The Easiest Way to Set Up and Manage Your Business

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Below, we cover what a limited liability company is, who should consider forming one and the pros and cons you should know. Consider this your guide to getting your LLC up and running in no time!


An LLC, or limited liability company, is a business entity type that allows business owners to take advantage of the taxation of a sole proprietorship and the liability of a corporation. If that definition made your brain hurt — you aren’t alone. LLCs are complicated, but with a team like us at your side, you’ll be able to navigate the complexities of starting a business with ease. Let’s start by breaking it down.

In layman’s terms, an LLC offers the best of both worlds for business owners as it simplifies the tax process while separating your business’ assets, debts and liabilities from your own. This means you won’t be held individually liable for company debts or other responsibilities, but can still enjoy the ease of merging your business profits with your personal income for tax purposes.


  • Limited Liability Protection – The company – not the members – will be liable for any debts and liabilities incurred by the business.
  • Pass-Through Taxation – Your business’s net profits and losses are “passed through” to the personal income of the owner(s) of the LLC and are taxed as traditional income.
  • Member-Managed LLC – LLCs allow you to form a member-managed system, where all members are equally operating the business themselves.
  • No Ownership Restrictions – LLCs do not have any residency restrictions, meaning you have the ability to partner with foreign nationals.
  • Versatile Tax Status – LLCs can choose how they are treated as a taxable entity. In addition to the pass-through taxation mentioned above, LLCs may also elect to be taxed as an S-Corp or C-Corp.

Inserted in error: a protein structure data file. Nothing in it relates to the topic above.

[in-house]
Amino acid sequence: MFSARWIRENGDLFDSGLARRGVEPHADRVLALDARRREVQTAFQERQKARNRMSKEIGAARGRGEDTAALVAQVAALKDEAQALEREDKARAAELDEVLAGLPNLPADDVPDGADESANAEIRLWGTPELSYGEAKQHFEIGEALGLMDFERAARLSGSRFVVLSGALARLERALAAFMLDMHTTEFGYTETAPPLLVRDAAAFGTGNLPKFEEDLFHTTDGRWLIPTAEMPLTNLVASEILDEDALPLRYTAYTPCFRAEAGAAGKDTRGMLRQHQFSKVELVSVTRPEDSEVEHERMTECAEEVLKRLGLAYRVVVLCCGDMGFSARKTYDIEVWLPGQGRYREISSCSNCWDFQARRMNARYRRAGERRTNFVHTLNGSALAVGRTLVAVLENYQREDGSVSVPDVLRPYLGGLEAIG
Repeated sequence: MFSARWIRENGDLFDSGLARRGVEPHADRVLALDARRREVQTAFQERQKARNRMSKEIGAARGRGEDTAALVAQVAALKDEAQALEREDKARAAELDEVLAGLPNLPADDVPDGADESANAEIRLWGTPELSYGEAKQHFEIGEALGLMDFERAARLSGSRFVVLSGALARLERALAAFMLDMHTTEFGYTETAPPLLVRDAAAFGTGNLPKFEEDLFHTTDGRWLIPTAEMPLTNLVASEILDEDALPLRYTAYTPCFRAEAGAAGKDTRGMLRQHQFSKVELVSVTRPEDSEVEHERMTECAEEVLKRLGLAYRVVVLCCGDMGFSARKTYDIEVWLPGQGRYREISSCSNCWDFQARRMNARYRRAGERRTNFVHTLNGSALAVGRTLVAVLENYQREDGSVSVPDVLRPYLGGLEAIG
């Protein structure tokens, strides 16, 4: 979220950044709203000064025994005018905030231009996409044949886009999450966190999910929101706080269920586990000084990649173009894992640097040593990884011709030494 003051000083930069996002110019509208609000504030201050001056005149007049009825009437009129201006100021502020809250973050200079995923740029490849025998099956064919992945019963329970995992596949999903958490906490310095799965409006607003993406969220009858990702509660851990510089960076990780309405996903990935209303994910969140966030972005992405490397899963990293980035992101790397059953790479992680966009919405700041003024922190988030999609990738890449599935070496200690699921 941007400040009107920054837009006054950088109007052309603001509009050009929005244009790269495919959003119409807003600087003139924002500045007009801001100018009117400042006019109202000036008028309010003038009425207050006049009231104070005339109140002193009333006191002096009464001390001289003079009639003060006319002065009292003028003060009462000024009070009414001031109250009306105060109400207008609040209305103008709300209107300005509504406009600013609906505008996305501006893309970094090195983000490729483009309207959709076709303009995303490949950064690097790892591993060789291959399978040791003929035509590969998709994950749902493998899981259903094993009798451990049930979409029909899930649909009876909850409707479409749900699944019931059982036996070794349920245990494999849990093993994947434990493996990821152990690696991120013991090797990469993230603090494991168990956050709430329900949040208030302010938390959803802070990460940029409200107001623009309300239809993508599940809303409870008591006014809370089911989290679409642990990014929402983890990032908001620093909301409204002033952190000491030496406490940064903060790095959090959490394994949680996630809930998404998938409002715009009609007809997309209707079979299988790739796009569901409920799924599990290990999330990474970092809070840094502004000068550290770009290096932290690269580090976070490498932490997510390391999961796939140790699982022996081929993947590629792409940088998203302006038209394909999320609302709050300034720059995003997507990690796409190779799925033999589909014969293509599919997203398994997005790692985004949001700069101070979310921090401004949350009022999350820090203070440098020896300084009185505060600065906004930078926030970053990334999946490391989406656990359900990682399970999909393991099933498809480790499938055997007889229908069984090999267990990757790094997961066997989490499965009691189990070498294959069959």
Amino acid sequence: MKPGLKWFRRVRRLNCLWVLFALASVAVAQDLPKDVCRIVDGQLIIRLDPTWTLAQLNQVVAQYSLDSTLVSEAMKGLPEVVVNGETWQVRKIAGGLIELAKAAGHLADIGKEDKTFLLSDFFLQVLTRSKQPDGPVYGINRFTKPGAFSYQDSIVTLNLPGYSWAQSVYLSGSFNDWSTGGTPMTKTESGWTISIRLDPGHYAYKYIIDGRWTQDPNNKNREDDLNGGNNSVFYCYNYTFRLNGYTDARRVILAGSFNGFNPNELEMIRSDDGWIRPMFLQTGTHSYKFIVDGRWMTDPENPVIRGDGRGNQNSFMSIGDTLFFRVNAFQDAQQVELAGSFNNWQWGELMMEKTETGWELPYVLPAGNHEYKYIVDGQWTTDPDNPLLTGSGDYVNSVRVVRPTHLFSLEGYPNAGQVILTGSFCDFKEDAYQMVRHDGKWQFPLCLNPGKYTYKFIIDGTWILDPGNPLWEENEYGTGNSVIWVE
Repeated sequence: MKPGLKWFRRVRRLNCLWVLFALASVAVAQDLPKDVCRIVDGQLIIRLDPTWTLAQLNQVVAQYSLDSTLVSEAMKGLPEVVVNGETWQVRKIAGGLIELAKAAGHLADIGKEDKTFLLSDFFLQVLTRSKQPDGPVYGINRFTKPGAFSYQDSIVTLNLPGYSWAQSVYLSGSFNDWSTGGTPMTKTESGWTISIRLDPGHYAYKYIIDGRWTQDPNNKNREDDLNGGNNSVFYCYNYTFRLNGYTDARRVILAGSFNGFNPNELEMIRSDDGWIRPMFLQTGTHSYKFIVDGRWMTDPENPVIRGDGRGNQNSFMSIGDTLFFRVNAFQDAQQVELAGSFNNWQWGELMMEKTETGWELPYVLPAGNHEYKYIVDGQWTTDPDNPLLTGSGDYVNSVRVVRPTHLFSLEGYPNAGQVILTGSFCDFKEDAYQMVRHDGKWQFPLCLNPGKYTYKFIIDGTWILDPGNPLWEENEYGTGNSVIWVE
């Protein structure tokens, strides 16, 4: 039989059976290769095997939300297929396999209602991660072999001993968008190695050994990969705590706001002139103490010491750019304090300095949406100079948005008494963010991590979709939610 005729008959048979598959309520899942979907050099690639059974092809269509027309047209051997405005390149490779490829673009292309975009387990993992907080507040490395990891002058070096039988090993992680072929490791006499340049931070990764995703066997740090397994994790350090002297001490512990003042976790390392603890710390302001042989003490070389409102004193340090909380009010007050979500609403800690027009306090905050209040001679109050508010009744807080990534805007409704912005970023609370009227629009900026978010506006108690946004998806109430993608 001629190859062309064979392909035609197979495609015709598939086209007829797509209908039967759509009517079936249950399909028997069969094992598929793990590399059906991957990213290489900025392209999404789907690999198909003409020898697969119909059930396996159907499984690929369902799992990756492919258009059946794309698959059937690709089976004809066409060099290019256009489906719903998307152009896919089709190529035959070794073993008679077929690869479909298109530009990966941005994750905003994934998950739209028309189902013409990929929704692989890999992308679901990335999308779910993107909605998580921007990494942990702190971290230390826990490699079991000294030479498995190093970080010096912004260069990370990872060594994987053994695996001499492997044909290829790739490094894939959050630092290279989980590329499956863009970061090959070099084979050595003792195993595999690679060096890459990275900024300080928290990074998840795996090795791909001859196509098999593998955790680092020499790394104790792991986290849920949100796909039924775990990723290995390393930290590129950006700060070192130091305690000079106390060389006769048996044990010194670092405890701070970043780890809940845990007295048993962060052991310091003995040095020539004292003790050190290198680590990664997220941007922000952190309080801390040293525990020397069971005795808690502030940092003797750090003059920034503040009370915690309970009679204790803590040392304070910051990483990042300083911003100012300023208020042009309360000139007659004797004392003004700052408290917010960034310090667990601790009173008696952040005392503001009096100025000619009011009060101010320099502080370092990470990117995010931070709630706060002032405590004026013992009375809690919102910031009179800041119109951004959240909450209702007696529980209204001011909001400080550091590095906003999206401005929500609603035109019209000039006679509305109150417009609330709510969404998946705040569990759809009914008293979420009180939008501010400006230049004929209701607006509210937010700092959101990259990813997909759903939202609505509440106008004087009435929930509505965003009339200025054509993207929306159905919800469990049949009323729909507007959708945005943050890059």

• Flexible Profit Distribution – LLCs allow net income and profits to be allocated to members in proportion to their ownership levels.
  • Minimal Compliance Requirements – LLCs are largely considered simpler and flexible, as they aren’t required to comply with the same state laws and regulations as corporations.

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Is Starting a LLC Right for You?

In general, an LLC will operate as a Domestic LLC where it is formed and operates within your state, or a Foreign LLC where it operates in a different state than the one in which it was formed. Outside of these conditions, there are eight different types of LLCs to be aware of.

Understanding LLC Requirements

Unlike corporations, limited liability companies are not required to hold annual meetings or keep minutes, but there are certain LLC filing requirements you’ll need to keep in mind.

  • Every LLC should have an LLC Operating Agreement. This may include standards for LLC governance, ownership parameters or rules around member changes.
  • LLCs are required to file annual or biennial reports with their Secretary of State. Failing to do so can result in the dissolution of your business.
  • There are various filing fees associated with forming an LLC. This includes incorporation paperwork fees, annual fees, personal taxes, franchise tax and any applicable business license fees.
  • When determining what to call your new company, you’ll need to follow state rules for naming your LLC.

Single-Member LLC

This is an LLC with only one member.

Multiple-Member LLC

This is an LLC with multiple members.

Member-Managed LLC

The most common type of LLC, member-managed LLCs allow all owners to operate the business with equal responsibility.

Manager-Managed LLC

If some of your business partners want to remain passive in running the business, then you’d delegate one person to operate as the manager of the company.

Series LLC

A Series LLC allows you to create an umbrella company that oversees a series of separate legal entities. This type of entity is only available in Delaware, Illinois, Iowa, Nevada, Oklahoma, Tennessee, Texas and Utah.


An L3C company is a for-profit company with a stated philanthropic social purpose. It follows a hybrid business structure using the legal and tax flexibility of an LLC, social benefits of a nonprofit organization and marketing advantages of a social enterprise.

Restricted LLCs

Restricted LLCs enter an operational agreement where they cannot make distributions among members until 10 years after forming. This type of LLC is only available in Nevada.

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